I-75 Green Corridor to Offer Solution for Biofuel Travel

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LANSING — From the northern tip of Michigan to the southern slope of Florida, drivers of flex-fuel vehicles can cruise I-75 and no long worry about where to find the next refueling station. States along the north-south interstate are in the final stages of building one of the world’s longest biofuel stations corridors. The 1,786-mile route passes through Michigan, Ohio, Tennessee, Kentucky, Georgia, and Florida.

Five years in the making, the I-75 Green Corridor Project significantly increases the availability of biofuels E85 and B20, and offers a practical path along the historic stretch of interstate highway for alternative vehicle owners, who, until recently, did not have as many refueling options.

In recent years, biofuel stations have been added in metro areas and along the highway corridor with stations located no more than 200 miles apart. There are 12 biofuel stations along I-75 in Michigan.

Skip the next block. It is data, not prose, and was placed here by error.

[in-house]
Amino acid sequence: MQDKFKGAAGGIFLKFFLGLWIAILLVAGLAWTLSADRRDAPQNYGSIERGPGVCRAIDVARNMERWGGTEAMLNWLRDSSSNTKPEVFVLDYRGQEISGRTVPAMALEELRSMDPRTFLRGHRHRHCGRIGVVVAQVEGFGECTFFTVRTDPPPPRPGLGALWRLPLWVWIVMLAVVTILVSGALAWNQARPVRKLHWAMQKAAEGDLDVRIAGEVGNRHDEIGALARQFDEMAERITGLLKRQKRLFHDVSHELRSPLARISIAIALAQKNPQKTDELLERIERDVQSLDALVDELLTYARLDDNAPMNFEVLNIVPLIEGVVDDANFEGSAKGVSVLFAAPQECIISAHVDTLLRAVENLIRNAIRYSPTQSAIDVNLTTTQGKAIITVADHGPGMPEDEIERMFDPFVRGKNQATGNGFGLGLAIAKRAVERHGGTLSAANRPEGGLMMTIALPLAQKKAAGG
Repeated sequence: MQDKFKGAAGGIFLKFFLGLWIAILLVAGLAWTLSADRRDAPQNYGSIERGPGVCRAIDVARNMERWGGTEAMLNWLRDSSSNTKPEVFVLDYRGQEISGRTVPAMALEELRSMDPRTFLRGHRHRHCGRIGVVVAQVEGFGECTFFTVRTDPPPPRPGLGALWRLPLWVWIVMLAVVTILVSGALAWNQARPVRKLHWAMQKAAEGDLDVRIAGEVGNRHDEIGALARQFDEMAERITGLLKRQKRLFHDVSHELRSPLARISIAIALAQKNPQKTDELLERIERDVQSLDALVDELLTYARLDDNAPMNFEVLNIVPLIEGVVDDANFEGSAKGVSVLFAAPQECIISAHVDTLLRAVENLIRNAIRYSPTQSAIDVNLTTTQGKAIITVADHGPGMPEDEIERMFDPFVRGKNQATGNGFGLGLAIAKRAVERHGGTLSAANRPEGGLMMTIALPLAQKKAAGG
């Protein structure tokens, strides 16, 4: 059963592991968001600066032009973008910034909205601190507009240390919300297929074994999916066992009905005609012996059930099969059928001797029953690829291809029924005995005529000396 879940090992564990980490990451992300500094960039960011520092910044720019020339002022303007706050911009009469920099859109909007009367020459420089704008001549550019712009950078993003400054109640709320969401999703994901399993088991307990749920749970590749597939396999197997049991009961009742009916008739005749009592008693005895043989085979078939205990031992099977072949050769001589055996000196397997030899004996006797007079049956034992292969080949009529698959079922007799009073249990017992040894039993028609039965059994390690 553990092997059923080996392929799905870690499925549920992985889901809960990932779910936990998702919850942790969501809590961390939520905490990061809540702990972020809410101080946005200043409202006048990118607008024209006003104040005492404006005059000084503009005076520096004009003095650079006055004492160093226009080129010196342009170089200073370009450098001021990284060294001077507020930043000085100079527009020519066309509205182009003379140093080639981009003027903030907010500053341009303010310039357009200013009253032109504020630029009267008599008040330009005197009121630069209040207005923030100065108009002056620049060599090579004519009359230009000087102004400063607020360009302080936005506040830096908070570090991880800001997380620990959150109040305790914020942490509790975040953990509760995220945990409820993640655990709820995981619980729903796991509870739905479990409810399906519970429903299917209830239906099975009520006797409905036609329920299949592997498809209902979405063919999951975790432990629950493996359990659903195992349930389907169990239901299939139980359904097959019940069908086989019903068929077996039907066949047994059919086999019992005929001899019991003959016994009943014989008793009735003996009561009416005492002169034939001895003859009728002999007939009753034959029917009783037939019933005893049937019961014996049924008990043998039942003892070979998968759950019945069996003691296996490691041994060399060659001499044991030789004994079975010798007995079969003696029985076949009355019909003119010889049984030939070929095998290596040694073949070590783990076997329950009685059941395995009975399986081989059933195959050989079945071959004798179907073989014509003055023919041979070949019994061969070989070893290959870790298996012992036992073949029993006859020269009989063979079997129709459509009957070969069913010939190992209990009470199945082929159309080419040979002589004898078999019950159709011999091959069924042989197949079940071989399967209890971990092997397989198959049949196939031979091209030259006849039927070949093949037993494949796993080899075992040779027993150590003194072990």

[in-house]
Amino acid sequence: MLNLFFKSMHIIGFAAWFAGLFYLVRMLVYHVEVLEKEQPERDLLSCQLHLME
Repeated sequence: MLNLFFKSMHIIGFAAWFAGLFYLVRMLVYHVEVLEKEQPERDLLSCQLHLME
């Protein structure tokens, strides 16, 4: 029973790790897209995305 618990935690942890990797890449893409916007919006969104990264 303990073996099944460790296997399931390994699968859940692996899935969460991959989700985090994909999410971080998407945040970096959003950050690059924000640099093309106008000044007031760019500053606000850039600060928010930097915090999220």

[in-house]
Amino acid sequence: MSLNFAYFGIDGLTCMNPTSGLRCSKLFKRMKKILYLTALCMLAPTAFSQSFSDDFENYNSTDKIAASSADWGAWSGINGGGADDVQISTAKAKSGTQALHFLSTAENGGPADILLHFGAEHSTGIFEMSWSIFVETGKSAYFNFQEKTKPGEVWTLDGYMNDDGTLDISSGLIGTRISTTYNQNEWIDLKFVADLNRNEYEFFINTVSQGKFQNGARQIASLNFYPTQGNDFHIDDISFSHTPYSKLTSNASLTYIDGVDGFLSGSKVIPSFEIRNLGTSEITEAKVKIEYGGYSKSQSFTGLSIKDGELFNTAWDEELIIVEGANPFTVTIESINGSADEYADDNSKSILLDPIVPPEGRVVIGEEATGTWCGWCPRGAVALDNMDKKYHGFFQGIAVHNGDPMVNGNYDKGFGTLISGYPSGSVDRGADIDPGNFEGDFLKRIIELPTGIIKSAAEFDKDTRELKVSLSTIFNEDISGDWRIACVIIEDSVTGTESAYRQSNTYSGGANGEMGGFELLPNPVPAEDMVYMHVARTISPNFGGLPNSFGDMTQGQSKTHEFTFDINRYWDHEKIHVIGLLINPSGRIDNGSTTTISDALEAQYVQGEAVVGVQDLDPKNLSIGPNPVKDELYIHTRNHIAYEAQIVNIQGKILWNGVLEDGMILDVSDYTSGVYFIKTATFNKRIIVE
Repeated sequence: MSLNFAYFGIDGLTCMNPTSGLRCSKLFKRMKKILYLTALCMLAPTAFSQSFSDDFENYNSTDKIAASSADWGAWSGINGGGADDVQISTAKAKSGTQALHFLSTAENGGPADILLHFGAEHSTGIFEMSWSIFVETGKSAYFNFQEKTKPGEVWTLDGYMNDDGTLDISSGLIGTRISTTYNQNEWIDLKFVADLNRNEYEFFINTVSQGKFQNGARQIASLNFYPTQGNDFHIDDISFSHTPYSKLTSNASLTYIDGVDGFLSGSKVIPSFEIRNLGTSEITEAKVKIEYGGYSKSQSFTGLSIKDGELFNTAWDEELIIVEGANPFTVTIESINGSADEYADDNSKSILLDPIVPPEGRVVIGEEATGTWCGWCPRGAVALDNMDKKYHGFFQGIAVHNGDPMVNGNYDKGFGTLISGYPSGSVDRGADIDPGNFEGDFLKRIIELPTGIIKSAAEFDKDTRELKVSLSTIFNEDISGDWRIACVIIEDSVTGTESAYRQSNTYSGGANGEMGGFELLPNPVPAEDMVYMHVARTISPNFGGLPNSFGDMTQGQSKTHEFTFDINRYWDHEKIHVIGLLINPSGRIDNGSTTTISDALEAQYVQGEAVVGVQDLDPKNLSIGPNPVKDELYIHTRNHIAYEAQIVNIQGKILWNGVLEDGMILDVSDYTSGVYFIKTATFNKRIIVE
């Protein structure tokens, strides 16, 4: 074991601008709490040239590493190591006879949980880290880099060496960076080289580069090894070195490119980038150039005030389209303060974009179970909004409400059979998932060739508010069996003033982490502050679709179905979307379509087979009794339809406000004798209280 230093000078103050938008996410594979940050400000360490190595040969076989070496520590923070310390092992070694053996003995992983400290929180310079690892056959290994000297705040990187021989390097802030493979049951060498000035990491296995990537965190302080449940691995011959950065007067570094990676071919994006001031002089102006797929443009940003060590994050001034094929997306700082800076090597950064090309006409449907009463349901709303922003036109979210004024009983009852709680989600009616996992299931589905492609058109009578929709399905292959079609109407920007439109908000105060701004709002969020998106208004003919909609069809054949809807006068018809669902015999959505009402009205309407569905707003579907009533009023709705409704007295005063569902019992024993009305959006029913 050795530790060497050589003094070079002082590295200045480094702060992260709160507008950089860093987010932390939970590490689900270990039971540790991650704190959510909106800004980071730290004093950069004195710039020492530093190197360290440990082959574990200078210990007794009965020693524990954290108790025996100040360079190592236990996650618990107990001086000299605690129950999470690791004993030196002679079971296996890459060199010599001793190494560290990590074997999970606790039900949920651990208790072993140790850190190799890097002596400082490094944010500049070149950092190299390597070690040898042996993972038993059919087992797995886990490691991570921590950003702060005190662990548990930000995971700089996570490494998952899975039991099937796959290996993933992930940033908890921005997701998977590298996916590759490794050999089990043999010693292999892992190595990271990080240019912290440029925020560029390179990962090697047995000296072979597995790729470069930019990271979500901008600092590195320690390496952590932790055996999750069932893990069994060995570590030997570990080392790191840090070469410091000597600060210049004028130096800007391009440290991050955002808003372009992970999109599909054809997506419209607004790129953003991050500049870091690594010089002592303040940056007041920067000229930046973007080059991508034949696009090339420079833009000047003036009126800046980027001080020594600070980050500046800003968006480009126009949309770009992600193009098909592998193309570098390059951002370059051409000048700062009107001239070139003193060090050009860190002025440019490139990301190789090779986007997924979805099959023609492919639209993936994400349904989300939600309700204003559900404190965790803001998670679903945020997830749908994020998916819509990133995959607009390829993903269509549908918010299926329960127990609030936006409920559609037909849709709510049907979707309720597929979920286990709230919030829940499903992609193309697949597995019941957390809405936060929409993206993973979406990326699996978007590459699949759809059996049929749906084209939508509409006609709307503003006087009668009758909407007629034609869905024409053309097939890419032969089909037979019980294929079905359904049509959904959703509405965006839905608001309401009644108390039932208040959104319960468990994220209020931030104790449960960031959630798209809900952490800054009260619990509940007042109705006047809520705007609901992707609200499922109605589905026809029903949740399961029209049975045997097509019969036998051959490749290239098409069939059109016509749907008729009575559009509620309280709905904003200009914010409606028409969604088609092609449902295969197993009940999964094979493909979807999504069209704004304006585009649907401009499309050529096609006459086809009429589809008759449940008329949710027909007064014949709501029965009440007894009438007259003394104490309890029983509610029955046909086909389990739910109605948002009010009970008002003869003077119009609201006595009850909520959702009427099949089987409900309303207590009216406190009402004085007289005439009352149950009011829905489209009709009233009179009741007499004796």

The initiative is funded by the U.S. Department of Energy Clean Cities. The Michigan Economic Development Corp. and Michigan Energy Office, along with General Motors, helped form the I-75 partnership with the Clean Cities coalitions in the five states.

Biofuels are composed of or produced from biological raw materials (such as corn or soybeans). There are 26 E85 (a fuel with 85 percent ethanol) stations, and nine B20 (a biodiesel blend) stations along the I-75 corridor with another nine to be installed this summer.

More information may be found at CleanFuelsCorridor.com.

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